Following the sighting of the shadow, Ava decided to follow Les to Dem at a distance. She would pay a visit to Furtov on the way. She paused to collect herself and form a plan of action. Dressed as a man with her hair knotted up under a hat and a mustache she had fashioned from hair clippings, she went out to hitch Roxie, their Jutland pony, to the cart.
“Going to the trade post?” Onar inquired. His mother always disguised herself as a man when she went to town.
“Yes,” his mother answered, avoiding eye contact with her son. “We’re running low on a few supplies, and I think we’re going to stay at the cave for an extended visit next time.”
Onar was visibly excited to hear this.
“Run and fetch your brother for me. I have a job for the two of you while I’m gone.”
Ava did not like the idea of leaving the boys alone. However, she didn’t dare risk bringing them anywhere near Dem. Angry as she was at Les, she still did not want her children to know just how wicked a turn he had taken.
“I’m going to the trade post for provisions.” Indicating the parcels she had put together, she said, “I want the two of you to take these things to the cave and stay there until I arrive. Make sure a path is marked out for me beyond Fowl Rock by petals in case darkness falls before my arrival.”
“You’re going to let us go by ourselves?” Stranth asked, not knowing what to make of this bold move on his mother’s part. Normally, she carried them over to Farmer and Mrs. Harris for the time she was gone to town.
“Yes,” she said, standing close in front of him and looking very seriously into his eyes. “Stranth, you’re even taller than I am now. You’re nearly a grown man. I’m entrusting you to look after your brother, to keep him safe and out of trouble. I know I can count on you to do this for me. I’m depending on you.”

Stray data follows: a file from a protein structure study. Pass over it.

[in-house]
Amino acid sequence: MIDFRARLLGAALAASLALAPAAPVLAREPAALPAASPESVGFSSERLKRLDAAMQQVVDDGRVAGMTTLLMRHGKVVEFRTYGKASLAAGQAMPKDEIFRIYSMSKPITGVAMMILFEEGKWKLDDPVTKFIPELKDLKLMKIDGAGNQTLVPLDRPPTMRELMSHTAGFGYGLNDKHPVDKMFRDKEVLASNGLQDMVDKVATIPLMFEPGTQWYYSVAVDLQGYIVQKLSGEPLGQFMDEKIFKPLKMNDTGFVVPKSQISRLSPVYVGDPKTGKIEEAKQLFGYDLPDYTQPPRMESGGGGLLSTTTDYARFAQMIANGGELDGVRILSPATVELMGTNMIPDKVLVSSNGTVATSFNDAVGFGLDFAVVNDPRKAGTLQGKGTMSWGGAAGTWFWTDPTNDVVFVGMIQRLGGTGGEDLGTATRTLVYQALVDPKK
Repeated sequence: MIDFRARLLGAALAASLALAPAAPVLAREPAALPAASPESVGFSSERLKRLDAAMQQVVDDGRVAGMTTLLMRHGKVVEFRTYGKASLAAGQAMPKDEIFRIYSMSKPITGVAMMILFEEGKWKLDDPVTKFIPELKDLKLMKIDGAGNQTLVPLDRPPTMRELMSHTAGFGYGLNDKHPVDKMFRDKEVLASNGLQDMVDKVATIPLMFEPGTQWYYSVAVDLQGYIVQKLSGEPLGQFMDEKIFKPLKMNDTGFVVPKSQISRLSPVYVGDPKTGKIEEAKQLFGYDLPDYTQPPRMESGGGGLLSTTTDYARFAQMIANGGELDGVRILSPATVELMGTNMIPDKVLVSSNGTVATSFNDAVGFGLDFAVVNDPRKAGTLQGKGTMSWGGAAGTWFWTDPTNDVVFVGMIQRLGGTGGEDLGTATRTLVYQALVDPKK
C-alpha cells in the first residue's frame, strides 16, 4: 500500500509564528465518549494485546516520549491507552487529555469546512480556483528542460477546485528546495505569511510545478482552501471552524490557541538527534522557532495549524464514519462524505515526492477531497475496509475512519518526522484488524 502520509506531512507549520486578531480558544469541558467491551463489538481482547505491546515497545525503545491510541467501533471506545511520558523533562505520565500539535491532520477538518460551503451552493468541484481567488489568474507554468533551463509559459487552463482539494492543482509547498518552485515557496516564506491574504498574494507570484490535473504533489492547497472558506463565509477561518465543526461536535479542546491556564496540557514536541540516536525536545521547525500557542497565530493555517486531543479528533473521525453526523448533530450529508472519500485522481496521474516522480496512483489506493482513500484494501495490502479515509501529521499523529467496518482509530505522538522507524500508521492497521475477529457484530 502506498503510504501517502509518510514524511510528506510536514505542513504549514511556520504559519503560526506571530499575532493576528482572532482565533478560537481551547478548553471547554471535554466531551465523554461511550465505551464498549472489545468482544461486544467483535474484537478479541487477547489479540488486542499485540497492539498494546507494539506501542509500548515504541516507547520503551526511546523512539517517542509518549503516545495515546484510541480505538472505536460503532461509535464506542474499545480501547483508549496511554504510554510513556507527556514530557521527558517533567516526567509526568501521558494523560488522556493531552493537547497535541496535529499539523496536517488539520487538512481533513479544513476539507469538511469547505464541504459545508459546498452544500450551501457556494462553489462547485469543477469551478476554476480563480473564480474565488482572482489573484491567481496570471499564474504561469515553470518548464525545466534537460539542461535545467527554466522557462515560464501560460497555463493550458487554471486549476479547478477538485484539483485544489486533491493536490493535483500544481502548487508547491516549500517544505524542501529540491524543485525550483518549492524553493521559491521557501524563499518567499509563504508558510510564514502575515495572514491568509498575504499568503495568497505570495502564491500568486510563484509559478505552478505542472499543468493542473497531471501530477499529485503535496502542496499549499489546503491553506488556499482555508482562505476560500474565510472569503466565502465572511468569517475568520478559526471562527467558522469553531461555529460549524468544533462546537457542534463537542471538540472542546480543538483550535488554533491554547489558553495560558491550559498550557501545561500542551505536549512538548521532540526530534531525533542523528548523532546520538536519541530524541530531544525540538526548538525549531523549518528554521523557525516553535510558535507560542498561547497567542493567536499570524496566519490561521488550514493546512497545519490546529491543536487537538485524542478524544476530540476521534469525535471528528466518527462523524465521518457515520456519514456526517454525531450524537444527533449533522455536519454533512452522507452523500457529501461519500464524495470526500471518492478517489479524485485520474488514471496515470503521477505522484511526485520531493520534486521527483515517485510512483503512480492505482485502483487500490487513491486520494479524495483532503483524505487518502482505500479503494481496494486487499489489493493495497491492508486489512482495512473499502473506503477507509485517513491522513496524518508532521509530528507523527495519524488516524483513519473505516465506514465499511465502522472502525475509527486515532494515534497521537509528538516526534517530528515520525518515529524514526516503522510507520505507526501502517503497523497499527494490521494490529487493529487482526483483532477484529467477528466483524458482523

“Has something happened, Ma?”
“We’ll talk about it when I get to the cave. It’s possible that it’ll be so late when I return that I may turn aside to sleep at the cottage for a night before I press on to the cave. But I should be there by week’s end without question.”
She placed her hands on her son’s face. “If I am not there by nightfall of the seventh day, you may have to consider that some evil has fallen upon me. If that is the case—”
“Ma, let us go with you for protection!” Stranth interrupted. “We’re old enough to help you.”
“Stranth, listen to me,” she said with determination, “if that is the case, on the morning of the eighth day, I want you to take Onar to my brother Madsen of Middletown. That is where I will go to look for you if anything should detain me.” She knelt down and drew a map in the sandy clay with her dagger. “Travel due east until you come to a river. Follow that river north until you come to a bridge crossing where the river begins to fork.”
“Mother, please let us go with you,” Onar pleaded.
“It will be all right boys,” she said as she pulled them to her and embraced them both. All three were fighting back tears. “I’m not expecting trouble; I just want us to have a plan in case there is, or in case—” she could not finish her sentence. She did not want to plant fearful thoughts into their heads.
“You’re both so brave. You must be very courageous now,” she said hugging them both again. “I need to get on my way if I’m to make it there by nightfall tomorrow. You two stick together and watch out for each other.”
“If you’re only going to the trade post, why don’t we just wait for you here or go stay with Farmer Harris?” Stranth inquired.
“Your father’s habits have been so erratic lately; I don’t think I want him to find you here alone,” she answered, mounting the cart, trying to adopt an air of normalcy. “And given the strangers he brought with him a few months ago, perhaps it’s best the Harrises not learn about the cave. They can’t let anything slip about things they don’t know about, and we don’t want them to feel like they have to lie to protect us. Get those things I packed up to the cave. I’ll see you in a few days. I love you both,” she said with a forced smile.
The boys stood silently watching her pull away. Tears welled up in Ava’s eyes as she prodded Roxie out the gate and down the dusty lane. Please let them be safe.